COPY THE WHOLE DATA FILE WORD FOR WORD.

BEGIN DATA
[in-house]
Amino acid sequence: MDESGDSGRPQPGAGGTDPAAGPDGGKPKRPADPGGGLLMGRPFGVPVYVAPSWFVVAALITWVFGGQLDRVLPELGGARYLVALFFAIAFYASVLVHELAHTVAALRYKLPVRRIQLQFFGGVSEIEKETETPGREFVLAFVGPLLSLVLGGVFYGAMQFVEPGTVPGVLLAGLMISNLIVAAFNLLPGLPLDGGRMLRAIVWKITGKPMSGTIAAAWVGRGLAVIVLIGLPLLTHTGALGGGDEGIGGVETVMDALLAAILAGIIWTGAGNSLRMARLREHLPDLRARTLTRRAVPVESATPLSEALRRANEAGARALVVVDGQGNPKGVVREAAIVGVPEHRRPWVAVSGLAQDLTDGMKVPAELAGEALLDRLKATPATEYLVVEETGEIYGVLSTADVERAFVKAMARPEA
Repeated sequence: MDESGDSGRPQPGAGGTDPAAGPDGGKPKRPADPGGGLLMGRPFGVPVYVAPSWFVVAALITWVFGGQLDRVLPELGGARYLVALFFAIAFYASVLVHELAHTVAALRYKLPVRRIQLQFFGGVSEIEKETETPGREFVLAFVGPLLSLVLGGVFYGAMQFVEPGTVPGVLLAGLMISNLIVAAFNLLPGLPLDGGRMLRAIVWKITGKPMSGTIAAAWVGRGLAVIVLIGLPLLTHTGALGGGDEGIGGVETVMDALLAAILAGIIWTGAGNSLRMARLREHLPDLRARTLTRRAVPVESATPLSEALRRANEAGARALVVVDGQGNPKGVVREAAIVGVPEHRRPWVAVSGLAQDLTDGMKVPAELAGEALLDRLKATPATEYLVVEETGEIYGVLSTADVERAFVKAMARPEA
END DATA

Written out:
[in-house]
Amino acid sequence: MDESGDSGRPQPGAGGTDPAAGPDGGKPKRPADPGGGLLMGRPFGVPVYVAPSWFVVAALITWVFGGQLDRVLPELGGARYLVALFFAIAFYASVLVHELAHTVAALRYKLPVRRIQLQFFGGVSEIEKETETPGREFVLAFVGPLLSLVLGGVFYGAMQFVEPGTVPGVLLAGLMISNLIVAAFNLLPGLPLDGGRMLRAIVWKITGKPMSGTIAAAWVGRGLAVIVLIGLPLLTHTGALGGGDEGIGGVETVMDALLAAILAGIIWTGAGNSLRMARLREHLPDLRARTLTRRAVPVESATPLSEALRRANEAGARALVVVDGQGNPKGVVREAAIVGVPEHRRPWVAVSGLAQDLTDGMKVPAELAGEALLDRLKATPATEYLVVEETGEIYGVLSTADVERAFVKAMARPEA
Repeated sequence: MDESGDSGRPQPGAGGTDPAAGPDGGKPKRPADPGGGLLMGRPFGVPVYVAPSWFVVAALITWVFGGQLDRVLPELGGARYLVALFFAIAFYASVLVHELAHTVAALRYKLPVRRIQLQFFGGVSEIEKETETPGREFVLAFVGPLLSLVLGGVFYGAMQFVEPGTVPGVLLAGLMISNLIVAAFNLLPGLPLDGGRMLRAIVWKITGKPMSGTIAAAWVGRGLAVIVLIGLPLLTHTGALGGGDEGIGGVETVMDALLAAILAGIIWTGAGNSLRMARLREHLPDLRARTLTRRAVPVESATPLSEALRRANEAGARALVVVDGQGNPKGVVREAAIVGVPEHRRPWVAVSGLAQDLTDGMKVPAELAGEALLDRLKATPATEYLVVEETGEIYGVLSTADVERAFVKAMARPEA